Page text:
May 6, 2008

A Critique of The Legend of Zelda

The Legend of Zelda was first released for the Nintendo Entertainment System in 1987 and gained a great deal of notoriety. It is an indirect descendant of Adventure for the Atari (which in turn was a direct descendant of Adventure for the PC).

This game was a genre blend of RPG style play, and an action.

The control of this game was using the control pad for avatar directional movement, and the two buttons. One button was used for the sword, the other uses an inventory item – whatever item is selected at that point.

Inventory item collection and management were a large component of the gameplay. In addition to fighting enemies, the player collects items – giving reward for exploration and combat, and enabling progress within the game.

The items in this game were noteworthy in that in most cases they could be used in several different ways.

The fire could be used to 1. light up dark rooms, 2. burn down hedges, revealing secret entrances, 3. attack enemies
The boomerang could be used to 1. pick up coins, OR 2. stun or kill enemies.
The recorder allows you to 1. kill the crab boss, 2. Open level 7, 3. Warp from place to place, 4. Annoy some enemies.
[You get the point]

Another noteworthy aspect of this game is that the level progression is primarily nonlinear. Levels are labeled 1 – 9, but in many instances there is no particular incentive to go in the prescribed order. If a level proves too difficult (or easy), a player has the option to explore other areas of the game world.

Item acquisition also has a nonlinear aspect to it. Items are scattered throughout the levels (with at least one unique item in each dungeon), as well as being hidden in the over-world. Obtaining an item is not tied to level completion, so it is entirely possible to acquire an item without fully exploring or completing the corresponding level.

Despite the nonlinear composition, The Legend of Zelda is an extremely structured game. There are rules for each level which give the game a high level of consistency. Each Level has a map and compass that can be obtained, an inventory item to be found (in some levels two), a boss to be vanquished, which is then followed by the acquisition of a heart retainer and a tri-force piece.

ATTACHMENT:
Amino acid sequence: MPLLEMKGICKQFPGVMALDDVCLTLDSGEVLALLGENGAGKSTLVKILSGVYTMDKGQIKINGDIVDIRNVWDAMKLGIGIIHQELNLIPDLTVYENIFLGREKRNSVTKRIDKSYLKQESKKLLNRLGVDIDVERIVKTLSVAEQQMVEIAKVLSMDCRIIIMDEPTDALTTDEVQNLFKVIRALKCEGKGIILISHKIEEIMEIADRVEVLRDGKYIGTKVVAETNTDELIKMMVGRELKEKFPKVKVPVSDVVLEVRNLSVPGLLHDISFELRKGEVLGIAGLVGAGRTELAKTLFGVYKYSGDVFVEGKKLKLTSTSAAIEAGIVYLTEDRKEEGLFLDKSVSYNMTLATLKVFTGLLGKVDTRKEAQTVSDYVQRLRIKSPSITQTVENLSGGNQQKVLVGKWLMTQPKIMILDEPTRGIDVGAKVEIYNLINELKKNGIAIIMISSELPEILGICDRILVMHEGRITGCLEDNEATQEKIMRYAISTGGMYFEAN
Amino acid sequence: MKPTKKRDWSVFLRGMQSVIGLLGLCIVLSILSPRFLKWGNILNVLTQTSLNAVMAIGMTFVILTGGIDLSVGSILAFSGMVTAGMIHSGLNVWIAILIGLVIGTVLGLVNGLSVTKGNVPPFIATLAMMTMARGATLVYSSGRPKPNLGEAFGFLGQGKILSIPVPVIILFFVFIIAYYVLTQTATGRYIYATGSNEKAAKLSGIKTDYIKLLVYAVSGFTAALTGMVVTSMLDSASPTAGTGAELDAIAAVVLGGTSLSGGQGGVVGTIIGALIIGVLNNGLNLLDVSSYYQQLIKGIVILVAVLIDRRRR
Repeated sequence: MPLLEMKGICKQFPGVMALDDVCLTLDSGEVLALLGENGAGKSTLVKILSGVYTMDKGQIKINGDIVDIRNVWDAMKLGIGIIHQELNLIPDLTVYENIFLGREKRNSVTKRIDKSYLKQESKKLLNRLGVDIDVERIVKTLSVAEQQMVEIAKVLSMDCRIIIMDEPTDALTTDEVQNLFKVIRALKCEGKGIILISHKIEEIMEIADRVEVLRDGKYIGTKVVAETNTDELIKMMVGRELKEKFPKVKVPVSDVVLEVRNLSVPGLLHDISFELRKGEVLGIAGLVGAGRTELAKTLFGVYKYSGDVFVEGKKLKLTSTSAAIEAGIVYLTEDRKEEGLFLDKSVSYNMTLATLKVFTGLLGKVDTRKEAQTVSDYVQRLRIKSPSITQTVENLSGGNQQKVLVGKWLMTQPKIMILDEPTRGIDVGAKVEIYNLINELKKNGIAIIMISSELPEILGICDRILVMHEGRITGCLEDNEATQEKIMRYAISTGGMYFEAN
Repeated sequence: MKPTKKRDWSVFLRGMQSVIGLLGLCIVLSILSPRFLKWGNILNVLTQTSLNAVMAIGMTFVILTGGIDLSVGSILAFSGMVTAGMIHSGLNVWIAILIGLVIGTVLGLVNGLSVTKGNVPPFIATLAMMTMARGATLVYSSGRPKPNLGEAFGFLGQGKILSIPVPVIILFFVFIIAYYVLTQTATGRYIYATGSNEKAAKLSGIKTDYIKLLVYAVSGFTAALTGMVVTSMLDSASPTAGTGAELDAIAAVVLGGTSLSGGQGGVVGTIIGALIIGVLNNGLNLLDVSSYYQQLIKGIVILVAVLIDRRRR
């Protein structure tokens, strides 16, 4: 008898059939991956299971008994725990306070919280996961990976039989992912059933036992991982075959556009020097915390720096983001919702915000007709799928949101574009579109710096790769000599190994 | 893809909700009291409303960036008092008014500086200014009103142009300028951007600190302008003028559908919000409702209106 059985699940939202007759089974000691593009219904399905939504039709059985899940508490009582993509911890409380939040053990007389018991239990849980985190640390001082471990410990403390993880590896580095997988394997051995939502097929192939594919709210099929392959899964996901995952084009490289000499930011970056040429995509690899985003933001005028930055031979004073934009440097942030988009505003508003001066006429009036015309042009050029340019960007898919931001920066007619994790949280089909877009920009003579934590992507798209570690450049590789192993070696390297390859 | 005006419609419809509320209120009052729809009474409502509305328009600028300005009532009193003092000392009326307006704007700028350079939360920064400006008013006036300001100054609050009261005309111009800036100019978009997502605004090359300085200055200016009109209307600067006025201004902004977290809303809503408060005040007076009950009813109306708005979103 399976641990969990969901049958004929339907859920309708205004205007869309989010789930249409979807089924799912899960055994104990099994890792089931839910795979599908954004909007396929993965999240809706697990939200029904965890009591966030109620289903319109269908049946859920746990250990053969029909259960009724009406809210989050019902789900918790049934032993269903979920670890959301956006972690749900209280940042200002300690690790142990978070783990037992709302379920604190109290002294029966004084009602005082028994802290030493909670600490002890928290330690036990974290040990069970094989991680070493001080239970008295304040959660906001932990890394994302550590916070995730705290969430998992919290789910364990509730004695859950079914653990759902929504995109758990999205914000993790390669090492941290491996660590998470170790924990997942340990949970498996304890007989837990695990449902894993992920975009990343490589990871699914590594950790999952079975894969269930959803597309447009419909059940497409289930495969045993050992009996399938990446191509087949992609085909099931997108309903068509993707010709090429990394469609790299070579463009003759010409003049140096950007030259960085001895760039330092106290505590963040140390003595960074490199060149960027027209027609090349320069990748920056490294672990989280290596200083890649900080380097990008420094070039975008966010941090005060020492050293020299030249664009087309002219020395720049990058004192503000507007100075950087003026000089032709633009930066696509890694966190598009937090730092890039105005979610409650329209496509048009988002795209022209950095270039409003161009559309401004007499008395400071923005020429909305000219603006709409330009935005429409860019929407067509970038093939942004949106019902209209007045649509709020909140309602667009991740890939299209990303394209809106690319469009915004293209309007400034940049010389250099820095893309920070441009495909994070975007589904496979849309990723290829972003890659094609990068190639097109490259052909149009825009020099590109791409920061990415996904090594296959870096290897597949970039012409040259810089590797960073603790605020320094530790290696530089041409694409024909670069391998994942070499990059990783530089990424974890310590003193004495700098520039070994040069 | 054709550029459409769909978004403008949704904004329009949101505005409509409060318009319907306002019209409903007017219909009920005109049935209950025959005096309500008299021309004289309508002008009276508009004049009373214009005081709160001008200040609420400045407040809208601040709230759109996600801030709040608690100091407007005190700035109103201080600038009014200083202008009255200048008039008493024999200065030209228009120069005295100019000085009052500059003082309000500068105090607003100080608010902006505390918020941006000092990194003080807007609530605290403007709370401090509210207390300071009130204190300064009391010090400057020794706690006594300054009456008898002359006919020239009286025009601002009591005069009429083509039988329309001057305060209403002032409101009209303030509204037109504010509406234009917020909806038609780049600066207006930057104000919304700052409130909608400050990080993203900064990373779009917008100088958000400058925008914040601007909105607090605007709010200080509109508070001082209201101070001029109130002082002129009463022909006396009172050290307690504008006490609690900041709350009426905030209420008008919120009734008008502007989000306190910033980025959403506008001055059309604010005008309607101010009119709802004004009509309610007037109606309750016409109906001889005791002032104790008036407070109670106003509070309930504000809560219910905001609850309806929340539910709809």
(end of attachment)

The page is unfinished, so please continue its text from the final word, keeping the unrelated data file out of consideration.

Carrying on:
Doors in dungeons can be opened by keys – and any key will open any door. This changes the gameplay from traditional games with keys (that is to say that each individual key opens one specific door) significantly. A key becomes less of a rare item to be quested for and turns into a resource to be managed.

Bombs function as a resource in much the same way. Bombs can be used either to open passages hidden in rock surfaces or as a fairly powerful offensive weapon. The player is then faced with the decision of whether to use this resource offensively or to save it to aid exploration.

Bombs can open up secret passages that hide goodies, as well as things necessary for progression. Players have to either bomb every rock surface or get directions from an outside source in order to obtain particular items or progress at certain points.

Enemies have individual attributes which dictate how much damage they can incur or inflict, which player items/actions will cause them harm, as well as how the patterns and speed of movement. Most enemies have a twin created in another color, most likely to get maximum use of the art assets and give visual variety.

There are four main musical scores in the game - one theme is played in the over-world, one theme is played in each of the 8 main dungeons, one theme after the avatar is killed, and the last is played in the last dungeon. The first two themes are playing throughout the majority of the game – and have a high degree of complexity compared to games created at that time period. [I would guess that the complexity was a conscious attempt by the developer to keep the music that is played so frequently from getting stale / boring]

Sound is a major source of feedback to the player. There are different sound effects for: setting a bomb down, a bomb exploding, picking up a heart, having only one heart left, picking up money, killing an enemy, harming an enemy, hitting but not harming an enemy, receiving damage, finding a secret passage, getting a piece of triforce, etc. [Even today hearing the secret passage music fills me with glee – like I am about to see something never before uncovered]

Story elements are a non-central to the game, which is uncommon in the Adventure game genre. The majority of NPC interactions have only puzzle-solving or gameplay progression content.

Legend of Zelda’s nonlinear gameplay and systematic design made it an important participant in the history of gaming, and established a valuable license.

1 comment:

Krystian Majewski said...

Very nice review. You've mentioned some aspects, which I also found important, for example the non-linearity and the multiple usage of items.

I like that you've pointed out the rigid structure of each dungeon. I think this is an important aspect of Zelda. It creates a kind of rhythm for the players so they can anticipate events even if the game is non-linear in general.

It's interesting that you've mentioned the sound as well. I didn't occur to me as that vital. But then again, I've played it on my GameBoy and I had to turn it off frequently as I was playing in the subway.

Anyway, keep it up. You've got another RSS subscription. ;-)